The Russian Food Blockade Might Be Partially Nearing Its End

Food prices have risen dramatically since the start of the war in Ukraine (via CNBC). Back in February, the commodity price index skyrocketed with wheat jumping from 793.75 cents per bushel to 1,201.50 within two weeks (via CNN). This is because Ukraine and Russia account for about one-third of the world's wheat production, and the ensuing conflict was the first sign of trouble for the crop. Other items like corn and sunflower oils were affected as well.

The conflict has been one of the leading causes of escalating food prices, along with inflation, that has spread across the globe this year (via Reuters). Another contributing factor is that much of Ukraine's grain supply, which is grown for export, is sitting in warehouses and silos in the Southern part of the country when they would normally have been shipped across the globe. CNBC reports that more than 20 million tons of grains have been in storage there. The Black Sea port city of Mariupol has seen some of the harshest fighting during the war though with more than 20,000 civilians feared dead (via theĀ Associated Press). The city has also been subjected to a Russian naval blockade that has prevented any grains from reaching their intended destination. It seems though that there may be some relief coming to the port soon that will allow exports to continue.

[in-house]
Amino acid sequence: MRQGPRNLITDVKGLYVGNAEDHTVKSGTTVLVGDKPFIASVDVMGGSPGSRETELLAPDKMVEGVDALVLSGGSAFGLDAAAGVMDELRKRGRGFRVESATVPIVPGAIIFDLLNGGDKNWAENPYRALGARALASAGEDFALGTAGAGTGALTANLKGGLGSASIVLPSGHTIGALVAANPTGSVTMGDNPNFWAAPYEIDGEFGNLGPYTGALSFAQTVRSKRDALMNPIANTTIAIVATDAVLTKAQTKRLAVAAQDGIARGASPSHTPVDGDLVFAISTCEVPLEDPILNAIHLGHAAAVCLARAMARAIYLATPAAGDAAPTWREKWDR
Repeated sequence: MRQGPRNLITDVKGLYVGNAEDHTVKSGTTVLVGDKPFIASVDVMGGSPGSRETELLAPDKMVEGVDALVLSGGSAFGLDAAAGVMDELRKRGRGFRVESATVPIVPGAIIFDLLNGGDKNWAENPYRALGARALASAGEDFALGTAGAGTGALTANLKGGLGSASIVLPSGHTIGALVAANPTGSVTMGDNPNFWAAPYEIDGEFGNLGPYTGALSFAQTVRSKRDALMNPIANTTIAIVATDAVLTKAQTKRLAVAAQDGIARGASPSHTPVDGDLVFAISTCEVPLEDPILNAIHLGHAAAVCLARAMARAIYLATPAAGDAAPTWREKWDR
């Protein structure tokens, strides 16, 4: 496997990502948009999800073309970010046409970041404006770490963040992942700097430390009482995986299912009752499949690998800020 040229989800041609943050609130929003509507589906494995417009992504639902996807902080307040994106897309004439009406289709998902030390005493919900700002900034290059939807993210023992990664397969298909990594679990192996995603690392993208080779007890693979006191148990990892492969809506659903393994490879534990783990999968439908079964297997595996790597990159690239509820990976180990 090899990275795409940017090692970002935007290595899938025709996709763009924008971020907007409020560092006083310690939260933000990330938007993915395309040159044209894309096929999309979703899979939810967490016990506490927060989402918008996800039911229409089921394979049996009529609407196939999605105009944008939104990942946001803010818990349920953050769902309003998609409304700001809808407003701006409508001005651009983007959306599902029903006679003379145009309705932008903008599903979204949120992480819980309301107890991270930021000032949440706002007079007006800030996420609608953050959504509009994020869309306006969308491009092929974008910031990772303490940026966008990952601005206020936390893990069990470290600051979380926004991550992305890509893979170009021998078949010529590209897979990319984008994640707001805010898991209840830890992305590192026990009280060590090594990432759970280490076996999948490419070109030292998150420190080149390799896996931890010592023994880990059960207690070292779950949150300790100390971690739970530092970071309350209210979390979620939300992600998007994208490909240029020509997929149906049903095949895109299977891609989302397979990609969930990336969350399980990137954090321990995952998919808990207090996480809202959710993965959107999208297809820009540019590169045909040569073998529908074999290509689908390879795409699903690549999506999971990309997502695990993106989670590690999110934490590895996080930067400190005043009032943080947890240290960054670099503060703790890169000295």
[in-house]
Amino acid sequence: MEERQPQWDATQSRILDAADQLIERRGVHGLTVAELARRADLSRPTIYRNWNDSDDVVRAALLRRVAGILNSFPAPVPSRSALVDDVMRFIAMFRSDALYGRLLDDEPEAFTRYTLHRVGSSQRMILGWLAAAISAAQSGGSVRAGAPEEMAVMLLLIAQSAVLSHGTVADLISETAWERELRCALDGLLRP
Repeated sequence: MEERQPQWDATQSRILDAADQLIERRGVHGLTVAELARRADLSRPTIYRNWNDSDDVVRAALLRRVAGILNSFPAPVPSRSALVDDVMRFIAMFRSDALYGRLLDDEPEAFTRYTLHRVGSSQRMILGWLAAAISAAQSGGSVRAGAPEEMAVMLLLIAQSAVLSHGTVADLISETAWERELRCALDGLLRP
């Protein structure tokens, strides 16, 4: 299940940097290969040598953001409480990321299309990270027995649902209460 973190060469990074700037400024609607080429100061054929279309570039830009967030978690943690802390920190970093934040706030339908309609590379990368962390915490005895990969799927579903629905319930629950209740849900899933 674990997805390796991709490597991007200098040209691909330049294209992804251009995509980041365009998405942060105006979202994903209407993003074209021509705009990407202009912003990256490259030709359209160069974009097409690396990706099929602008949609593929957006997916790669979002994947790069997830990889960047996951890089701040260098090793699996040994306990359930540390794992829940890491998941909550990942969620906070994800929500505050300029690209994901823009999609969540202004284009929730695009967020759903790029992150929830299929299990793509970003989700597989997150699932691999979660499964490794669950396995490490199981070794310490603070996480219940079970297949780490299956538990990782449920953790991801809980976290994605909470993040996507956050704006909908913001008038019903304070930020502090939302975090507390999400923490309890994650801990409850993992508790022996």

First ship in three months leaves Mariupol

Reuters reports that Russia has agreed to talks with Turkey to create a safe naval corridor that would allow for Ukrainian exports to continue once again. Russia had announced a similar corridor in the past but now seems to be coordinating with Turkey for the naval corridor to continue operations. According to Reuters, the Turkish Defense Ministry released a statement that a Turkish dry cargo vessel was the first to safely leave the Ukrainian port city of Mariupol since the war began.

Turkey, Russia, Ukraine, and the United Nations met for talks to discuss this safe naval corridor, per Reuters. Russia has hopes that this agreement will lead other countries to lift sanctions that will allow further export of grain and fertilizer from the country. While Ukraine is seeking security measures for the port that fell under Russian control in May (via theĀ Associated Press).

Russia has denied playing a role in growing global food insecurity despite the insistence of financial experts (via Reuters). These shipments may be the much-needed relief that the globe is looking for as prices for staples like bread and pasta as well as other foods continue to rise.